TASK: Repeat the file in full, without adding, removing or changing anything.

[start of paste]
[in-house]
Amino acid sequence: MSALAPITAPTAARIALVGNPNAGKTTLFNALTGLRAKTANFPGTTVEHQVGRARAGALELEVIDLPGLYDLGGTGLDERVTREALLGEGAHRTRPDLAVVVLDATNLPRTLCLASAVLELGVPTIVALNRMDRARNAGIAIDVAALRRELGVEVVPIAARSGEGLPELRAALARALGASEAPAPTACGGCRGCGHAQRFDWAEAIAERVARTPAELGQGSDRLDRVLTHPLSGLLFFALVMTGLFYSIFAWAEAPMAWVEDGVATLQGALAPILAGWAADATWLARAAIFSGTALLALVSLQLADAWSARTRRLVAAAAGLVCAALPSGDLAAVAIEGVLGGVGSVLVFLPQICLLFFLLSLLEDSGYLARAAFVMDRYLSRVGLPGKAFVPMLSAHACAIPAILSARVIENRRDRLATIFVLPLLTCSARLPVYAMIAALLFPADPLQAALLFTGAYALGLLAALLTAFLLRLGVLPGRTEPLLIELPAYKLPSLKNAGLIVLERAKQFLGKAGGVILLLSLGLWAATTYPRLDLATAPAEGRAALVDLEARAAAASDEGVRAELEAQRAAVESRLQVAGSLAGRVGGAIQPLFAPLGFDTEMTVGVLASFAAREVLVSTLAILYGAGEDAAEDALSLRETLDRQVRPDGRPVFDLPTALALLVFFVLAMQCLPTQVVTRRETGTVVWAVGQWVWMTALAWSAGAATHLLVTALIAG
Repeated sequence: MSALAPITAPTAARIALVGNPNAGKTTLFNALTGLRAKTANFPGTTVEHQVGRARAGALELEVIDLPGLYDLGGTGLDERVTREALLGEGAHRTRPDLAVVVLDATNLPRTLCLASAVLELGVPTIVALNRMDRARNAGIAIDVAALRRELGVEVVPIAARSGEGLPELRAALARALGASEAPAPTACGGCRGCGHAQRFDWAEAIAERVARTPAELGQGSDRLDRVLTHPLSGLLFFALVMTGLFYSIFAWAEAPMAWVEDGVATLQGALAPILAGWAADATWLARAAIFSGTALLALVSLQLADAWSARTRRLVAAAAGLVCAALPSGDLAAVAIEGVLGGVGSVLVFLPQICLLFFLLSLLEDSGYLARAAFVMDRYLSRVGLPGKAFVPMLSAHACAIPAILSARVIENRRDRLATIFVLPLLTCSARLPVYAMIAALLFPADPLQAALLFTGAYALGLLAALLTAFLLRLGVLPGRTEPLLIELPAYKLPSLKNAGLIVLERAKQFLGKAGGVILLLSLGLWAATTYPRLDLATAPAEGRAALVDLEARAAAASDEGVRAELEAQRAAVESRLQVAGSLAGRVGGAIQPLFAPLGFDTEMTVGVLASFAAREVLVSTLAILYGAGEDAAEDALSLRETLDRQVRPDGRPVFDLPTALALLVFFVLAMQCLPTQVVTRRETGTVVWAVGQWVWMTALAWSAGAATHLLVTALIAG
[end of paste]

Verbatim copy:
[in-house]
Amino acid sequence: MSALAPITAPTAARIALVGNPNAGKTTLFNALTGLRAKTANFPGTTVEHQVGRARAGALELEVIDLPGLYDLGGTGLDERVTREALLGEGAHRTRPDLAVVVLDATNLPRTLCLASAVLELGVPTIVALNRMDRARNAGIAIDVAALRRELGVEVVPIAARSGEGLPELRAALARALGASEAPAPTACGGCRGCGHAQRFDWAEAIAERVARTPAELGQGSDRLDRVLTHPLSGLLFFALVMTGLFYSIFAWAEAPMAWVEDGVATLQGALAPILAGWAADATWLARAAIFSGTALLALVSLQLADAWSARTRRLVAAAAGLVCAALPSGDLAAVAIEGVLGGVGSVLVFLPQICLLFFLLSLLEDSGYLARAAFVMDRYLSRVGLPGKAFVPMLSAHACAIPAILSARVIENRRDRLATIFVLPLLTCSARLPVYAMIAALLFPADPLQAALLFTGAYALGLLAALLTAFLLRLGVLPGRTEPLLIELPAYKLPSLKNAGLIVLERAKQFLGKAGGVILLLSLGLWAATTYPRLDLATAPAEGRAALVDLEARAAAASDEGVRAELEAQRAAVESRLQVAGSLAGRVGGAIQPLFAPLGFDTEMTVGVLASFAAREVLVSTLAILYGAGEDAAEDALSLRETLDRQVRPDGRPVFDLPTALALLVFFVLAMQCLPTQVVTRRETGTVVWAVGQWVWMTALAWSAGAATHLLVTALIAG
Repeated sequence: MSALAPITAPTAARIALVGNPNAGKTTLFNALTGLRAKTANFPGTTVEHQVGRARAGALELEVIDLPGLYDLGGTGLDERVTREALLGEGAHRTRPDLAVVVLDATNLPRTLCLASAVLELGVPTIVALNRMDRARNAGIAIDVAALRRELGVEVVPIAARSGEGLPELRAALARALGASEAPAPTACGGCRGCGHAQRFDWAEAIAERVARTPAELGQGSDRLDRVLTHPLSGLLFFALVMTGLFYSIFAWAEAPMAWVEDGVATLQGALAPILAGWAADATWLARAAIFSGTALLALVSLQLADAWSARTRRLVAAAAGLVCAALPSGDLAAVAIEGVLGGVGSVLVFLPQICLLFFLLSLLEDSGYLARAAFVMDRYLSRVGLPGKAFVPMLSAHACAIPAILSARVIENRRDRLATIFVLPLLTCSARLPVYAMIAALLFPADPLQAALLFTGAYALGLLAALLTAFLLRLGVLPGRTEPLLIELPAYKLPSLKNAGLIVLERAKQFLGKAGGVILLLSLGLWAATTYPRLDLATAPAEGRAALVDLEARAAAASDEGVRAELEAQRAAVESRLQVAGSLAGRVGGAIQPLFAPLGFDTEMTVGVLASFAAREVLVSTLAILYGAGEDAAEDALSLRETLDRQVRPDGRPVFDLPTALALLVFFVLAMQCLPTQVVTRRETGTVVWAVGQWVWMTALAWSAGAATHLLVTALIAG